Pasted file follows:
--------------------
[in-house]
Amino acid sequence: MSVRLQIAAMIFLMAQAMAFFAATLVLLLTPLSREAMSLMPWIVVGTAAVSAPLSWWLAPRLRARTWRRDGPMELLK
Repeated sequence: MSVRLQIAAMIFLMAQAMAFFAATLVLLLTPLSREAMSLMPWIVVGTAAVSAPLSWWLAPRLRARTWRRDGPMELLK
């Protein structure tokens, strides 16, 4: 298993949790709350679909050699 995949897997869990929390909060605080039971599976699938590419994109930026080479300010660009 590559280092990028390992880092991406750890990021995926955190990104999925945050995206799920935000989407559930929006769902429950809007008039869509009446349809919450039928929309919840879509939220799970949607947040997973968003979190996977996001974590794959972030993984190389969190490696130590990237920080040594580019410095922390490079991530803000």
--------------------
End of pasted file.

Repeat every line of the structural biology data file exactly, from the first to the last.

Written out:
[in-house]
Amino acid sequence: MSVRLQIAAMIFLMAQAMAFFAATLVLLLTPLSREAMSLMPWIVVGTAAVSAPLSWWLAPRLRARTWRRDGPMELLK
Repeated sequence: MSVRLQIAAMIFLMAQAMAFFAATLVLLLTPLSREAMSLMPWIVVGTAAVSAPLSWWLAPRLRARTWRRDGPMELLK
């Protein structure tokens, strides 16, 4: 298993949790709350679909050699 995949897997869990929390909060605080039971599976699938590419994109930026080479300010660009 590559280092990028390992880092991406750890990021995926955190990104999925945050995206799920935000989407559930929006769902429950809007008039869509009446349809919450039928929309919840879509939220799970949607947040997973968003979190996977996001974590794959972030993984190389969190490696130590990237920080040594580019410095922390490079991530803000």